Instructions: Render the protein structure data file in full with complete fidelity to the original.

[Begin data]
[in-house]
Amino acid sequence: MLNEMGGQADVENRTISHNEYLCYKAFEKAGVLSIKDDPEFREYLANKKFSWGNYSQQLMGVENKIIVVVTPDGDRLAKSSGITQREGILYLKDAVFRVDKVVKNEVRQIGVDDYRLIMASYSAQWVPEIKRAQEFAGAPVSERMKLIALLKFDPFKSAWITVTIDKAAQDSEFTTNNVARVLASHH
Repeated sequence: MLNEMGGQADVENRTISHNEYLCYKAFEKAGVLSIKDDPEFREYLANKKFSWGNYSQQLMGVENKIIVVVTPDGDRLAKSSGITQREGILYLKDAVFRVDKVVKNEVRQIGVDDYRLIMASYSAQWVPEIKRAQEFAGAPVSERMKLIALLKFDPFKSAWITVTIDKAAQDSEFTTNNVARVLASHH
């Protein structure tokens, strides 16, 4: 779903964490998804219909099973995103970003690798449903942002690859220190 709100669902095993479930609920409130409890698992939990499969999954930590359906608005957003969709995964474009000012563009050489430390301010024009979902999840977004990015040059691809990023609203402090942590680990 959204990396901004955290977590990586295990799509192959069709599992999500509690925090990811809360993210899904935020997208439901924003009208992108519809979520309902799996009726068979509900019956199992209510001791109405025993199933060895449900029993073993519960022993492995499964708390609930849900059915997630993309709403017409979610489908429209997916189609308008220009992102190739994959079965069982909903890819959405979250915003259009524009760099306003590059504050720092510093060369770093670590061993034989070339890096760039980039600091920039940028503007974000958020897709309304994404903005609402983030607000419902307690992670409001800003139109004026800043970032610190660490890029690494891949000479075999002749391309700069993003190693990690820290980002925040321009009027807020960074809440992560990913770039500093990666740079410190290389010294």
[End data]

[in-house]
Amino acid sequence: MLNEMGGQADVENRTISHNEYLCYKAFEKAGVLSIKDDPEFREYLANKKFSWGNYSQQLMGVENKIIVVVTPDGDRLAKSSGITQREGILYLKDAVFRVDKVVKNEVRQIGVDDYRLIMASYSAQWVPEIKRAQEFAGAPVSERMKLIALLKFDPFKSAWITVTIDKAAQDSEFTTNNVARVLASHH
Repeated sequence: MLNEMGGQADVENRTISHNEYLCYKAFEKAGVLSIKDDPEFREYLANKKFSWGNYSQQLMGVENKIIVVVTPDGDRLAKSSGITQREGILYLKDAVFRVDKVVKNEVRQIGVDDYRLIMASYSAQWVPEIKRAQEFAGAPVSERMKLIALLKFDPFKSAWITVTIDKAAQDSEFTTNNVARVLASHH
């Protein structure tokens, strides 16, 4: 779903964490998804219909099973995103970003690798449903942002690859220190 709100669902095993479930609920409130409890698992939990499969999954930590359906608005957003969709995964474009000012563009050489430390301010024009979902999840977004990015040059691809990023609203402090942590680990 959204990396901004955290977590990586295990799509192959069709599992999500509690925090990811809360993210899904935020997208439901924003009208992108519809979520309902799996009726068979509900019956199992209510001791109405025993199933060895449900029993073993519960022993492995499964708390609930849900059915997630993309709403017409979610489908429209997916189609308008220009992102190739994959079965069982909903890819959405979250915003259009524009760099306003590059504050720092510093060369770093670590061993034989070339890096760039980039600091920039940028503007974000958020897709309304994404903005609402983030607000419902307690992670409001800003139109004026800043970032610190660490890029690494891949000479075999002749391309700069993003190693990690820290980002925040321009009027807020960074809440992560990913770039500093990666740079410190290389010294």